By E-CHING LEE
Brett Froelich loves to eat raw oysters. Fortunately for him, that’s often a perk of his job.
His research involves gathering oyster samples from commercial growers. “The farmers are so proud of them that they usually crack a couple open while I’m there to pick up samples and we usually have a few together,” he says.
Froelich, a biologist who studies pathogens in shellfish, seeks samples from commercial aquaculture operations and under-dock oyster gardens to better understand the human-health risks of infection from Vibrio in oysters.
“I want to stress that while we are looking at bacteria in these oysters that can make people sick, I just want to highlight that North Carolina oysters are tasty,” Froelich says. “In fact, our goal though is to make people enjoy them more — with less risk.”
He is part of a North Carolina Sea Grant-funded study led by Rachel Noble, a biologist at the University of North Carolina at Chapel Hill’s Institute of Marine Sciences. From previous studies, Froelich’s team already has data on Vibrio infection from wild oysters. Now they want to compare their findings with oysters from commercial growers and under-dock gardeners.
Vibrio are always present in North Carolina’s waters, especially in warmer months. Some species can cause disease while others are harmless. Froelich is looking for two species of Vibrio — vulnificus and parahaemolyticus — that can make people sick, causing gastrointestinal distress, flesh-eating disease and even death.
He seeks to identify environmental conditions and handling processes that might increase the concentration of harmful Vibrio species.
North Carolina’s oysters already are safe to eat, says Shannon Jenkins, section chief of Shellfish Sanitation and Recreational Water Quality, part of the N.C. Division of Marine Fisheries. His team ensures the safety of North Carolina consumers through efforts such as closing oyster harvests after large rainfall events and educating shellfish dealers and growers on proper handling, harvesting and refrigeration.
While Vibrio is common and occurs naturally in the state’s waters, Vibrio infections have traditionally been more common in other states because of higher levels of oyster production in those states and different Vibrio populations, he adds.
Jenkins welcomes this Sea Grant research as a way to make North Carolina oysters even safer to eat. “Any time a study can increase the understanding and awareness of what is in the water and the possible risks, it is a benefit to the growers and consumers,” he says. The risk of illness from consuming raw or partially cooked oysters is greater for certain individuals with existing medical conditions.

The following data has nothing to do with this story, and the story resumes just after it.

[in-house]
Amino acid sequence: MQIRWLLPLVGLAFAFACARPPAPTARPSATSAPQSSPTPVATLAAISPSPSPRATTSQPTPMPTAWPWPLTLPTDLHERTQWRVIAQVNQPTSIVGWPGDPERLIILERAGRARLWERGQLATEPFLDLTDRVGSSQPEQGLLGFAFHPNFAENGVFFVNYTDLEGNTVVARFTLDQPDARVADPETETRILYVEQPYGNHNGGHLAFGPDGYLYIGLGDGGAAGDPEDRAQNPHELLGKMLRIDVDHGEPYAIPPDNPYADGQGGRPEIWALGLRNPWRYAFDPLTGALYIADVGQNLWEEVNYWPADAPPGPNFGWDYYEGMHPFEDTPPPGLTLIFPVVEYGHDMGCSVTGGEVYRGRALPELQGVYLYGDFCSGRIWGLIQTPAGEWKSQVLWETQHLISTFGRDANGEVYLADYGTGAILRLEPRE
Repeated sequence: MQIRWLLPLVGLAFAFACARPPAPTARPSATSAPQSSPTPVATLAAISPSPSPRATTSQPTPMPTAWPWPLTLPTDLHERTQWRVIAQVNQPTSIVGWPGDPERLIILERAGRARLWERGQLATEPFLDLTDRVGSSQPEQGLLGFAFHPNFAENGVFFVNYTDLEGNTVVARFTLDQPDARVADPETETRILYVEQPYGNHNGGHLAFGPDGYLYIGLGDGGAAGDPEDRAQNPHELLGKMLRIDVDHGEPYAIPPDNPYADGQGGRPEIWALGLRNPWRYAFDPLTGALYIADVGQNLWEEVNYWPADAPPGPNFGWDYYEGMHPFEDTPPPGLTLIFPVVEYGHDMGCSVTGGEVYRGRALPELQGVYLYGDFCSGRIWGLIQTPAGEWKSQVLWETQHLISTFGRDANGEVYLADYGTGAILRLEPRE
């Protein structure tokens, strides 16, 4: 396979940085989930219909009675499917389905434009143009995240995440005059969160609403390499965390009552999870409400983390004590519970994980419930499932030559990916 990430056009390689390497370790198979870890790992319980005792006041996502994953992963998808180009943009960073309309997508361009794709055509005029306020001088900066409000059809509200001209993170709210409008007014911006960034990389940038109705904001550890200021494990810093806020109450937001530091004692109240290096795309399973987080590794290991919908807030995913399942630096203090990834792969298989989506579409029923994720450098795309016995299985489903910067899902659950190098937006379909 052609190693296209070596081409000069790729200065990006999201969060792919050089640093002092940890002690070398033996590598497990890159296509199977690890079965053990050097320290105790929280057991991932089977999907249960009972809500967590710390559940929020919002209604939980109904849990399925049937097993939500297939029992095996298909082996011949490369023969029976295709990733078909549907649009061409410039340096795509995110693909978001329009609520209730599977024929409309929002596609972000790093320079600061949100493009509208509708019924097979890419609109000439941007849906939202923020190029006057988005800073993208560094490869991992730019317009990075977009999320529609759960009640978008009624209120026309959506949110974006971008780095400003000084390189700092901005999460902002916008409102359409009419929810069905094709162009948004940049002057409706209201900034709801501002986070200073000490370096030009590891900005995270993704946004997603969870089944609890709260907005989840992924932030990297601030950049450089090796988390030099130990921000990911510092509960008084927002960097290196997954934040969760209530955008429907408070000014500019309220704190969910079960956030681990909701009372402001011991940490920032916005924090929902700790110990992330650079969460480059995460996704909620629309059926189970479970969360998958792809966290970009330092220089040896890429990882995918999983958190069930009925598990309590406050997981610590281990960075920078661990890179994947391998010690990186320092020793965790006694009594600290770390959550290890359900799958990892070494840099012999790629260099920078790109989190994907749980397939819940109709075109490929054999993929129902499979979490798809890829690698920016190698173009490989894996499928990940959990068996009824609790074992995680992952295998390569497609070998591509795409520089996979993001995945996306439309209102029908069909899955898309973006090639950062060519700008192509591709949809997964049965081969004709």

He anticipates that the findings could provide participants and consumers with best-management practices in handling and refrigeration, as well as identifying the time of year when the virulent bacteria are more prevalent. “It’ll help growers and consumers make more informed decisions,” Jenkins adds.
Studying Vibrio in oysters is complicated and fascinating, Froelich notes. There is a limited amount of space in an oyster for Vibrio, and the bacteria compete with each other. “There’s almost a dance that’s going on with just these bacteria vying for space,” Froelich says.
“What you have are some bacteria in the oyster that are very hard to get rid of, some bacteria that pass through the oyster and never stick, some bacteria come into the oyster and fight their way and find space and cause others to leave,” he explains.
That’s why Froelich samples the water and the oysters — what’s in the water might not indicate what is in the oyster.
To do that, Froelich is looking for under-dock growers to participate in his study. He will sample five oysters, recording water-related and other data.
Froelich has a personal interest in identifying safe oysters too. His father has health problems that have stopped his consumption of raw oysters. “I would dearly love to have safe oysters for him, and that’s a big part of what keeps me going,” he says.
“Scientists will say the best way to not get infected is not to eat oysters. While yes, that’s true, that’s not, in my opinion, the right way to go. We shouldn’t take something away that’s so enjoyable. Let’s make it safe.”
Under-dock growers interested in participating in the study can sign up and learn more at froelichlab.com.
This article was published in the Holiday 2016 issue of Coastwatch.
For contact information and reprint requests, visit ncseagrant.ncsu.edu/coastwatch/contact/.